Smart, tough and resilient is some of the words you choose to describe Six. I find your portrayal of Little Nightmares’ young female lead to be a refreshing one. Were you in any way influenced by the growing trend of female protagonists in video games over the last few years or was it just happenstance?
No, we’ve not tried to ride some wave or make a political statement by having a female protagonist. It just felt like a good fit. Of course, it’s important to try and move away from this paradigm of impossibly cool tough guys getting to have all the fun, but if anything it felt more important to reflect some degree of normality in our main character, to have her feel relatable, and to convey that feeling that we’ve probably all had at some time or other; of being vulnerable, lost and alone in a world that doesn’t really like you very much. Which, thinking about it, does sound a little bit political!
In order to survive The Maw, Six must have her wits about her at all times, drawing on many aspects to navigate the treacherous world she finds herself in. One such tactic is hiding, using the shadows as her friend in order to avoid becoming prey to the monsters that would have her become the meat in a fish sandwich. Would you say the use of stealth is the most prominent way of traversing Little Nightmares, are players doomed to fail without it?
With so much in The Maw that’s bigger and stronger than you, I think it’s fair to say that if you don’t tread carefully, you’re not going to last very long. But we’ve always tried to shy away from the term ‘stealth’, as it implies a character that is empowered, so we’ve opted for the phrase ‘hide & sneak’, which we feel conveys the feeling better.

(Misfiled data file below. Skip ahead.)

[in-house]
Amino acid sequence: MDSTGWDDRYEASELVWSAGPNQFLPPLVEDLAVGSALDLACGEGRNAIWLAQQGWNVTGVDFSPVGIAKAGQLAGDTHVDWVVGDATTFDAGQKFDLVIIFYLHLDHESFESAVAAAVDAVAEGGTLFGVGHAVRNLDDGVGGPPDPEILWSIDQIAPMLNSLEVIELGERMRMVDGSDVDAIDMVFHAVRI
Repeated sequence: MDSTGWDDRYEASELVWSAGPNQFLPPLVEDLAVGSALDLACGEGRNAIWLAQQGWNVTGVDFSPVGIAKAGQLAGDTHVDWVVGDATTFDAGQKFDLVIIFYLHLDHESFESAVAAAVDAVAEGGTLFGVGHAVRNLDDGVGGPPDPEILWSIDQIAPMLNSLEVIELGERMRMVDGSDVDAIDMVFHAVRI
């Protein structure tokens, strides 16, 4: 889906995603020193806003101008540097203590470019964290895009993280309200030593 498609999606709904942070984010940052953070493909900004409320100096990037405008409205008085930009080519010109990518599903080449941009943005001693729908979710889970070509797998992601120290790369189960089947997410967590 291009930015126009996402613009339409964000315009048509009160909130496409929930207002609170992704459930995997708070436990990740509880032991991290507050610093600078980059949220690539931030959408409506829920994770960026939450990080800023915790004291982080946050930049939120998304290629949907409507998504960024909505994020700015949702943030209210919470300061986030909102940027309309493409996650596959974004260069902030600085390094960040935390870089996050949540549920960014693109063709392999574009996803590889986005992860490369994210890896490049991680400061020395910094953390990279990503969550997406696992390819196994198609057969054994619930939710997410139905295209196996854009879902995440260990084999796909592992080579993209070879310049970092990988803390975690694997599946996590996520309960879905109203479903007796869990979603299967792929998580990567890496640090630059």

From what we’ve seen in trailers and gameplay demos, Little Nightmares appears to rely solely on nonverbal communication to tell its story rather than vocal narration. With that in mind, what efforts did you make to ensure that the game was conveyed in a way that players will understand? and what advantages are there to telling a story with little in the way of verbal communication?
Yes, there’s no dialogue in the game at all, which is a choice we made very early on because we felt it added to the feeling of being completely alone and unwelcome in this strange, scary place. Because of this, the narrative has been conveyed through visuals and sound design instead. It can be more challenging, for sure, but it also offers a lot more in the way it allows for a greater degree of player interpretation. One of the coolest things with games, movies, music, books, and such, is talking about it with others, discussing what your reading of it was. We’ve heard some really interesting interpretations of the Gamescom demo already, and we can’t wait to hear what people make of the full game.
Away from the horrors that await Six on her quest to escape The Maw, Little Nightmares is of course partially a puzzle platformer. How would you describe the puzzles players encounter? are they intricate puzzles, designed to frustrate players? do they range in difficulty?
No, we’re not trying to frustrate people. The puzzles and obstacles that stand in your way will grow in difficulty, but so will the player’s connection to Six and her abilities, so the curve should be quite a comfortable one.
I absolutely love the level design in Little Nightmares, it has a certain charm to it that is inevitably going to draw players in when the game releases this Spring. Did your experiences working on the LittleBigPlanet series and Tearaway Unfolded play any part in your decision-making when it came to designing the various rooms or levels throughout the game? How does the environment alter as Six makes her way through the story?
I think it’s the same with any Level Designer, in that your past experience informs your work, but I don’t think anyone’s approached this with the same mindset as they did for LittleBigPlanet, because they’re very different in terms of both pace and tone. Still, one of the things we’ve been aiming for with Little Nightmares is a physicality and tactility in the world around you, which is obviously something that LittleBigPlanet did very well, so we are lucky to have people here with experience in that field from the off!